A powerful front that spawned tornados in Indiana moved through
the area Sunday afternoon, triggering the fourth delay in four
Play was suspended late Sunday afternoon. The players were due
to resume their final rounds early Monday.
Kerry Haigh, the PGA's managing director of tournaments, said
organizers were determined to complete 72 holes this year. The 2000
Senior PGA Championship, played in Florida, was shortened to 54
holes after seven weather delays.
"We have said all along, we would play through Monday," Haigh
Irwin completed just one hole in his final round and was at 7
under. The leader after the first three rounds had nine holes left
on his suspended third round Sunday morning, and he finished it up
with his second straight 69.
He bogeyed No. 1 just before play was halted.
Barr, who moved into contention with a third-round 69, finished
his day with a birdie at No. 2.
Haas, a PGA Tour regular making his seniors debut, matched
Barr's third round by nearly acing the par-3 11th with a 7-iron and
sinking a 12-foot, downhill putt on 17. He parred the first two
holes of his final round before the suspension.
Harris capped his third round by lipping the cup with his
approach to the par-5 18th. He tapped in for an eagle and an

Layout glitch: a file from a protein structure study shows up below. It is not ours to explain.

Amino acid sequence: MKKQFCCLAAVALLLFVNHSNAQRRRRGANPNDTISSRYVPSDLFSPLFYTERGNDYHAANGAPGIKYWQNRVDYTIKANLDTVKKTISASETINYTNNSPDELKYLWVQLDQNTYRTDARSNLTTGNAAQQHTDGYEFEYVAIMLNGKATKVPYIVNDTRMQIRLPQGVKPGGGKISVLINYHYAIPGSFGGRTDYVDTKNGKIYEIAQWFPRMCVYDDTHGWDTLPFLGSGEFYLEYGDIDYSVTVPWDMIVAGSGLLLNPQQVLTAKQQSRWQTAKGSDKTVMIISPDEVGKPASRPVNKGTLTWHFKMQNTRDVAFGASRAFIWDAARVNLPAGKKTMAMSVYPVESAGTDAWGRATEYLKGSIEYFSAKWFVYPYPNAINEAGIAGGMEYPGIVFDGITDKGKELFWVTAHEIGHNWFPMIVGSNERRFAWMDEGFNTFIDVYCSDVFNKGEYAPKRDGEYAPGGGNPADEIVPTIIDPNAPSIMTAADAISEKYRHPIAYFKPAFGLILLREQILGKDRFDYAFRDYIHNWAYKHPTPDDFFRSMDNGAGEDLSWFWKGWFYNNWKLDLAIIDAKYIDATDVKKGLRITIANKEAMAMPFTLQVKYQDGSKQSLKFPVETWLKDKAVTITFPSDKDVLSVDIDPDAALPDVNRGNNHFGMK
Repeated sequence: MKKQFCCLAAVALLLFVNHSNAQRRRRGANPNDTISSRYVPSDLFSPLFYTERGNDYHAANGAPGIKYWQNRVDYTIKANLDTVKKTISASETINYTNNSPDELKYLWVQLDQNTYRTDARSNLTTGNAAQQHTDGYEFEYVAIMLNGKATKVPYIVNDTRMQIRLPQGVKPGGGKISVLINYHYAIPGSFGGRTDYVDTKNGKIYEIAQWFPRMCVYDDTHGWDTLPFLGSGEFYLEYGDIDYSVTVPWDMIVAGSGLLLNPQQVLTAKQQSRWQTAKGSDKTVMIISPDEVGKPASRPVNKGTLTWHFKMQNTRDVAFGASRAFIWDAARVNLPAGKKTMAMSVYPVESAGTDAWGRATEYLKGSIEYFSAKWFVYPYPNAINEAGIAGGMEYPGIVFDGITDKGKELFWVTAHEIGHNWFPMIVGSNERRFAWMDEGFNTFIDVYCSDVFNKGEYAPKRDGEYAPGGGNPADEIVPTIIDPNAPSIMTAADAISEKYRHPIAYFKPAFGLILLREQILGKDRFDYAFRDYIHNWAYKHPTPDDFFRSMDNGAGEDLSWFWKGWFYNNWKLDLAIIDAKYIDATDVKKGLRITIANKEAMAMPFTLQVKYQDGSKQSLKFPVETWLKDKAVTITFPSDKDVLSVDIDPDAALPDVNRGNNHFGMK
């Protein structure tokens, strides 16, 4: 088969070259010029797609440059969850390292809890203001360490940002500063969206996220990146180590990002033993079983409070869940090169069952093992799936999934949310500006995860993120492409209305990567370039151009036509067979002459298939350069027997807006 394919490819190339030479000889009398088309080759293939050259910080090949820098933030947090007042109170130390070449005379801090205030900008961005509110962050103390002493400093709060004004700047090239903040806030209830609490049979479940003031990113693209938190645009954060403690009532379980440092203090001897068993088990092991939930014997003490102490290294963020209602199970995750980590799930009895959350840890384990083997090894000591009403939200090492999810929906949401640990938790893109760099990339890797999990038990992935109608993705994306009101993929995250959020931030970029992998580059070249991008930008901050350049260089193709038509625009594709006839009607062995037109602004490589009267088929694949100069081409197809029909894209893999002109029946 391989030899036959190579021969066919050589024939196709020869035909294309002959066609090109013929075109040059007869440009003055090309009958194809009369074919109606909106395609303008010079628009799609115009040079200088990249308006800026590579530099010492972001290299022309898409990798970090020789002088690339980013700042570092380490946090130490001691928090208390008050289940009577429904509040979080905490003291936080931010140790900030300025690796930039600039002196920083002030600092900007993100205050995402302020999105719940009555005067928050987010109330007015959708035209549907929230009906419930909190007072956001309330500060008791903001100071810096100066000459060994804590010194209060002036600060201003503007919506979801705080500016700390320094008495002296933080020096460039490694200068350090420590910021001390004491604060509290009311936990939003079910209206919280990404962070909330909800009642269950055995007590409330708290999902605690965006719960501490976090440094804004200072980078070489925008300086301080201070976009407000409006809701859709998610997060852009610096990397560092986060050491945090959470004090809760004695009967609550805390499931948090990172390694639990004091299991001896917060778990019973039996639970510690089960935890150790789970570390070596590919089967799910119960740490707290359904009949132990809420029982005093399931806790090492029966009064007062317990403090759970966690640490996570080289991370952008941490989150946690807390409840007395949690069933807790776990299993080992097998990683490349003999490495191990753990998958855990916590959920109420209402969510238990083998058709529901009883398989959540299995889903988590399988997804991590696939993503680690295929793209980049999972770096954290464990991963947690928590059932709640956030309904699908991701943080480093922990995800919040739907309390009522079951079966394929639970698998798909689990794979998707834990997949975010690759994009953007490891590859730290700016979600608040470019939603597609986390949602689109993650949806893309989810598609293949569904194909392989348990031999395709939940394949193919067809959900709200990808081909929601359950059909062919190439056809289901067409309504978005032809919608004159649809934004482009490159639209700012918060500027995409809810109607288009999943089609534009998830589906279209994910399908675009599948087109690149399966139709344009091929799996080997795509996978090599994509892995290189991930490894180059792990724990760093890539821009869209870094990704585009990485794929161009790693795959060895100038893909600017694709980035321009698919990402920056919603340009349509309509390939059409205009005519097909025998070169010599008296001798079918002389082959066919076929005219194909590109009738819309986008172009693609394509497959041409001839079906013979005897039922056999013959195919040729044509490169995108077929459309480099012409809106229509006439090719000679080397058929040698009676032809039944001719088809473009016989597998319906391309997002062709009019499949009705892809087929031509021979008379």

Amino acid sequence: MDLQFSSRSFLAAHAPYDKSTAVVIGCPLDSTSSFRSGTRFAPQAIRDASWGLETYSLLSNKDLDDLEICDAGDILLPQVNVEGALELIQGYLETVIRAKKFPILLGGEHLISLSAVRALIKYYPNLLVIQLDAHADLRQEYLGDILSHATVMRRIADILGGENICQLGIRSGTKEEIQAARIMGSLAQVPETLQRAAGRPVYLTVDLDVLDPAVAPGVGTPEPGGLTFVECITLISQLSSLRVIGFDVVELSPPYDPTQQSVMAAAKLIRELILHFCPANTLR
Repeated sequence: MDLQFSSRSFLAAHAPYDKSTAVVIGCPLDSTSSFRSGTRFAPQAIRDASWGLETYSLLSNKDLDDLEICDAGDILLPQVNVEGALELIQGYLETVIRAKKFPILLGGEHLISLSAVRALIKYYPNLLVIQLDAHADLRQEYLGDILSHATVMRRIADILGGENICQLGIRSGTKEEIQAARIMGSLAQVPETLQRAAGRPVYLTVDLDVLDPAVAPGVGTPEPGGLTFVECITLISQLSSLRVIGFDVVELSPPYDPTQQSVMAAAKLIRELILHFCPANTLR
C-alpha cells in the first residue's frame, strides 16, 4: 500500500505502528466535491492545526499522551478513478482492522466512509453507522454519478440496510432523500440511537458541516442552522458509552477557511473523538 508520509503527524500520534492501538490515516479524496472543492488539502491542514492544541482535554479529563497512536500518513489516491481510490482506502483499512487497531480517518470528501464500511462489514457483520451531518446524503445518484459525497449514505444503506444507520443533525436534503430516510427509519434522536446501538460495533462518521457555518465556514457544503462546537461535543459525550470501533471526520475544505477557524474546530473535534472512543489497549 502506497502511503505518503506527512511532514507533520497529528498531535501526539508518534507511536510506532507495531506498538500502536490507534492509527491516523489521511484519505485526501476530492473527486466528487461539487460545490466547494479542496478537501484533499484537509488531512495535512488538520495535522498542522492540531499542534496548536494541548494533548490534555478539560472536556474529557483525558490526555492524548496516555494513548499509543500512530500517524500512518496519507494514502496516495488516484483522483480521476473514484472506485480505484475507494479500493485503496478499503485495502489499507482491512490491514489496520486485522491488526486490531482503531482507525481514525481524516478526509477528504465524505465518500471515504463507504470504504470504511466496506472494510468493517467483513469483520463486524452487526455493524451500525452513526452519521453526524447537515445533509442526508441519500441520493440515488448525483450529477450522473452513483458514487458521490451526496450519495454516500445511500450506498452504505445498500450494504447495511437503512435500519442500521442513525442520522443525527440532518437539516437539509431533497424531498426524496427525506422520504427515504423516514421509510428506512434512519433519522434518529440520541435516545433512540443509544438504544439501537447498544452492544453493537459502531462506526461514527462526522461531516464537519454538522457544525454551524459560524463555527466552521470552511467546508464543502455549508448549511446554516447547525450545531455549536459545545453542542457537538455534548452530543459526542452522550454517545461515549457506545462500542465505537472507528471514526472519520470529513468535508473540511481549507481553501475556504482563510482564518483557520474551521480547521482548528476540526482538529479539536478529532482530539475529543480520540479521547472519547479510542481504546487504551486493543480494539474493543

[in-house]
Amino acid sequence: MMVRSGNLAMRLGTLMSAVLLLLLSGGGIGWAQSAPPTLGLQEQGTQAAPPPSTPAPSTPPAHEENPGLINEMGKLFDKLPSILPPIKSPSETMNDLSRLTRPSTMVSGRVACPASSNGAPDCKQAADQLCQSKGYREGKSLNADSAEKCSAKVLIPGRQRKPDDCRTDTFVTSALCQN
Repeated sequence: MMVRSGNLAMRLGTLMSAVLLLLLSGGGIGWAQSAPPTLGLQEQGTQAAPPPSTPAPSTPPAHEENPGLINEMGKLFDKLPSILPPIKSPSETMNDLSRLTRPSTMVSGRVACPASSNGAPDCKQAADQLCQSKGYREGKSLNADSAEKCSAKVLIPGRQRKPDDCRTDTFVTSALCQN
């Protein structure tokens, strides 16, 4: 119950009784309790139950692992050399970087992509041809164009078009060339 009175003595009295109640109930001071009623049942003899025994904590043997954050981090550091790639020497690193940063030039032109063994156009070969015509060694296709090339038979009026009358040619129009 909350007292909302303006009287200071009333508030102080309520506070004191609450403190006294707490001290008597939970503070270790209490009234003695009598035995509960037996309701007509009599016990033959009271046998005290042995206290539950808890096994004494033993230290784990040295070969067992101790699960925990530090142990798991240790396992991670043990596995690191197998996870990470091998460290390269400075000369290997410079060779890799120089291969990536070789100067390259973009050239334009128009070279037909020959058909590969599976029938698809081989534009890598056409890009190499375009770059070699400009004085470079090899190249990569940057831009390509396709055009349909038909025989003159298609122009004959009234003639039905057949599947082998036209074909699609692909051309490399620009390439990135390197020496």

Watson finished with a third-round 70 on Sunday. The PGA told
the players they would not be allowed to take breaks between their
third and fourth rounds.
"I'd like some time to work on my putting stroke," Watson said
on his way to the first tee. "I had a lot of opportunities for
birdies. It was one of those rounds of what could have been."
Watson birdied the second hole to tie Barr and Haas.
The long week was wearing on the players.
"It's a grind," Irwin said. "You're sort of lead-footed on
every hole. It's a little difficult because you don't know when the
horn's going to blow and you know it's getting dark."
Irwin joked Saturday night that he was worried about things
other than golf as the unpredictable weather lingered.
"Am I checked out, am I not checked out (of the hotel)?" Irwin
said. "Is there room service? Will it be too late? When do I have
to get up?"
Course superintendent Mark Wilson said Friday the course had
already absorbed more than five inches of rain. Another
eight-tenths of an inch fell Sunday morning and strong showers were
still pounding the course late in the afternoon.
Haigh was confident that Wilson and his grounds crew would have
the course playable by Monday morning.
"Mark Wilson and his crew have performed seven days of
miracles," Haigh said.